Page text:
Qazi Abdullah, sent his son first to the Khanqah of Shaikh Baha ud din Zakria in Multan, later Bayazid became a horse-trader, a profession which enabled him to travel far and wide, it was in ‘Kalinjar’ in India that he came under the extra ordinary charm of a Ismailia preacher/missionary, a Mullah Ismail.[who were called ‘Da’i, amongst themselves]. These Da’i, as the custom amongst them would commonly adopt a profession, such as that of a merchant, physician, oculist etc, and when they arrived in a new place, would first try and establish, in the minds of their neighbors, their piety, and benevolence and so consequently be very generous, with alms, and prayed in the common Mosque, here they picked the new, ‘proselytes’, as their reputation grew of a devout living and a crowd / circle of admirers increased, they picked the most apt, to whom they propounded cautiously, the doctrine, of their creed, in the first stage the curiosity of the hearer was aroused, and a spirit of inquiry as well, and so was impressed by the wisdom and knowledge of the Da’i, but it was a guarded affair, if any sign of restiveness were seen, or suspicion suspected on the face of the hearer the Da’i withdrew, but in the case it was seen that the hearer wanted more, the Da’i, proceeded into the hidden science of the religion, and the symbolic characters of its prescription, and if the hearer was seen hooked, the Da’i ,would go to the stage of hinting the outward, observation of prayer, the fast, the pilgrimage and the alms-giving, stating that they were of No consequence, unless, their spiritual significance was Not understood, now the new novice, was seen eager to learn more, The Da’i would start his preamble but, break it in between, hinting that such divine mysteries maybe only discussed or disclosed to one who had taken the oath of allegiance to the imam of the age, the chosen representative of Allah, on the ‘ruh e zamin’ .[the face of earth],and thus the sole repository ,of this hidden science, which can only be confided to those who prove themselves worthy to receive it.

The primary aim of the Da’i was to secure from the ‘Proselyte’ his allegiance, ratified by a binding oath, and expressed by the periodical payment which then, was followed in the initiation in the nine degree’s.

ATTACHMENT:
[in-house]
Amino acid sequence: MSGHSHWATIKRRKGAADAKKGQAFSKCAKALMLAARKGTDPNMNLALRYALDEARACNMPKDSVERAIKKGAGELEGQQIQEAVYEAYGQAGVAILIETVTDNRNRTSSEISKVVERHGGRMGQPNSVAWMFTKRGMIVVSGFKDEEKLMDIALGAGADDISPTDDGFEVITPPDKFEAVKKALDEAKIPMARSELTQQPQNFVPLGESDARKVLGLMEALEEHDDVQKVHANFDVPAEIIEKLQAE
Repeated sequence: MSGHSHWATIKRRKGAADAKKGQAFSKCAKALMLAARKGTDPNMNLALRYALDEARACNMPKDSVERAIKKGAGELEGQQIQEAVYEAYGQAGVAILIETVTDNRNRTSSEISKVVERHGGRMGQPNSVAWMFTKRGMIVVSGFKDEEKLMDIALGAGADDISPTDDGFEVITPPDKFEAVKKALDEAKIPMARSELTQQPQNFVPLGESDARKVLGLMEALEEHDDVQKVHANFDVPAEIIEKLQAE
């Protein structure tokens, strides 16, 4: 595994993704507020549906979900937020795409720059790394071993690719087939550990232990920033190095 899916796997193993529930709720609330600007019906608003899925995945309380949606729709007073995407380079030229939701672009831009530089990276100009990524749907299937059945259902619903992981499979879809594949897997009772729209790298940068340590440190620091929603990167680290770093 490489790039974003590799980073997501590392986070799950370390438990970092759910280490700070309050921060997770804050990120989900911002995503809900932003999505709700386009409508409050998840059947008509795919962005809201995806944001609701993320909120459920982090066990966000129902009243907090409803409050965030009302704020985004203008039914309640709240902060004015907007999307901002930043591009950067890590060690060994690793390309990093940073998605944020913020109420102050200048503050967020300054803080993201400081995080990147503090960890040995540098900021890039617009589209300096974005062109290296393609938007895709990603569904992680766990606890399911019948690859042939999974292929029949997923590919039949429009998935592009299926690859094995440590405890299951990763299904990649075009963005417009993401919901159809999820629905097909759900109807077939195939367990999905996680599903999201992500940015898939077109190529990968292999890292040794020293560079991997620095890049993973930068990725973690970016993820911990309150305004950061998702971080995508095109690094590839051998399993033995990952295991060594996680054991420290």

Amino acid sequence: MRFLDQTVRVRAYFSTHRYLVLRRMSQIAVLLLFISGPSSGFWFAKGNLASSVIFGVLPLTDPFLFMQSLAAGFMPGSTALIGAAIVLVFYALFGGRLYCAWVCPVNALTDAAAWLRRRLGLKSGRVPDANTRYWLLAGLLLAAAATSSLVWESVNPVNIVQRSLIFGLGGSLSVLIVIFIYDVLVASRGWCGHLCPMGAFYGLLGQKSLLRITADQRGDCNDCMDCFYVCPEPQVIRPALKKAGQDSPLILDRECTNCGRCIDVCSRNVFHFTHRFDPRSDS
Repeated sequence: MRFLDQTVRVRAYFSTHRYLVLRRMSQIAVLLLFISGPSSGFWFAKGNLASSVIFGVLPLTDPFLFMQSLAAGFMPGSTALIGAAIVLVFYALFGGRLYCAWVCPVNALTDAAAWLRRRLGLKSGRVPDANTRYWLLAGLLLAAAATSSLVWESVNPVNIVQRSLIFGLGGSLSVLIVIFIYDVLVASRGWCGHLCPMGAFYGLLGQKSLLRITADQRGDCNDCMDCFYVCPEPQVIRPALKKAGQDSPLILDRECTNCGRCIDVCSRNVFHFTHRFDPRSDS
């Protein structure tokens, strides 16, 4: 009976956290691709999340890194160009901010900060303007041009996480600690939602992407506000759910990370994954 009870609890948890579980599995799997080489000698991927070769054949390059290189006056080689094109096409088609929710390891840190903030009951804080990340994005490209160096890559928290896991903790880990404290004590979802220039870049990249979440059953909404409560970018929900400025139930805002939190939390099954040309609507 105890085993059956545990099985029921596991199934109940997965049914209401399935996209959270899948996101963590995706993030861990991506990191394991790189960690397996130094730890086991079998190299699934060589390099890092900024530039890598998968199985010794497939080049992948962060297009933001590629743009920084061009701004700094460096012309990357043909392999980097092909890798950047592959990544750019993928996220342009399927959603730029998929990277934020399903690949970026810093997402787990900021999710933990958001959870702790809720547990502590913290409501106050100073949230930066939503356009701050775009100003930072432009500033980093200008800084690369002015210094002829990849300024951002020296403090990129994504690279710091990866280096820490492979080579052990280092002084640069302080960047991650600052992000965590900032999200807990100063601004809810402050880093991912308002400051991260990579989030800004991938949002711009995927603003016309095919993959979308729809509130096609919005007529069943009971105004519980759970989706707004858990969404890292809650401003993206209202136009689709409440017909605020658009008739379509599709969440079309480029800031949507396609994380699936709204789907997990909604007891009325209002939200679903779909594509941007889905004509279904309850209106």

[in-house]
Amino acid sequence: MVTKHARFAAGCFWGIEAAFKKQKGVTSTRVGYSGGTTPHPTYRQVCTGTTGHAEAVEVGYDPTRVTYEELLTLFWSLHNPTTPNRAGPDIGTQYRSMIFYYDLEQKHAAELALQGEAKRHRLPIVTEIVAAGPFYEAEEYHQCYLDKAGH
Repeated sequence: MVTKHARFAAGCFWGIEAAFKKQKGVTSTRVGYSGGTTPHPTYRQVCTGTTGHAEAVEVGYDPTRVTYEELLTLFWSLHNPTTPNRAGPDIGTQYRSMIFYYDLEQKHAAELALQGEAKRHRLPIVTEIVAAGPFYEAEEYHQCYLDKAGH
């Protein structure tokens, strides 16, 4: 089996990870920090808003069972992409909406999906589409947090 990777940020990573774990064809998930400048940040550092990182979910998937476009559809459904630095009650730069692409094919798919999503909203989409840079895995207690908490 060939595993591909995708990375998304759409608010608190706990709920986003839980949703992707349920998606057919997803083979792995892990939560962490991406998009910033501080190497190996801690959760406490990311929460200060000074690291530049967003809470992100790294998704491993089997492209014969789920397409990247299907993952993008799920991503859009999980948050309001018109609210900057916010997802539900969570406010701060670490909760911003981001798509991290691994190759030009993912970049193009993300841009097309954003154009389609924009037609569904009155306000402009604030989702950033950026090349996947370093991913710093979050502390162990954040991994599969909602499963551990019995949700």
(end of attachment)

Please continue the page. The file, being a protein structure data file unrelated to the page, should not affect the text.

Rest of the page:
It was this Ismailia-Doctrine, which deeply impregnated the mind of Bayazid, the Ismailia emphasis on interiorization of religious rites and their secretive methods of work, fascinated Bayazid, and we find Bayazid a deeply introspective and seclusion loving later in life.

And so we find him travel ling to Qandhar in his quest, as a seeker, Earlier in the same Qandhar had come another ‘Mahdi’, and had established for a short period his ‘Mahdavia tenets, the man, Syed Muhammad Jaunpuri [1443-1502] had declared himself as the imam Mahdi of the time, and sent letters all over, inviting them to come and testify his claim, and accept him as the promised Mahdi.

He traveled all over India and came to Thatta [Sindh] in 907 Hijri and in 908 Hijri moved to Qandhar and later died in 1502 AD in Farah, and, was so buried there. The mahdavi thought laid great emphasis on ‘Zikir’ which we see, equally emphasized by Bayazid, and his followers.

Bayazid short of claiming prophet-hood, for himself had picked from the mahdavi and Ismailia traditions all such elements which could augment his religious prestige and establish his superiority, over the public at large.

Ismailia dogma preached the divinity of the ‘living imam’, and the Mahdavi the concept of the Mahdi or The Deliverer’, who would set the things right.

These two elements as are seen, became the focal point of the teachings of Bayazid, and his heresy. which were, to establish his spiritual superiority, and control over the Pakhtun people, who hailed such concepts, as long as they did Not, directly or indirectly, affect their tribal traditions.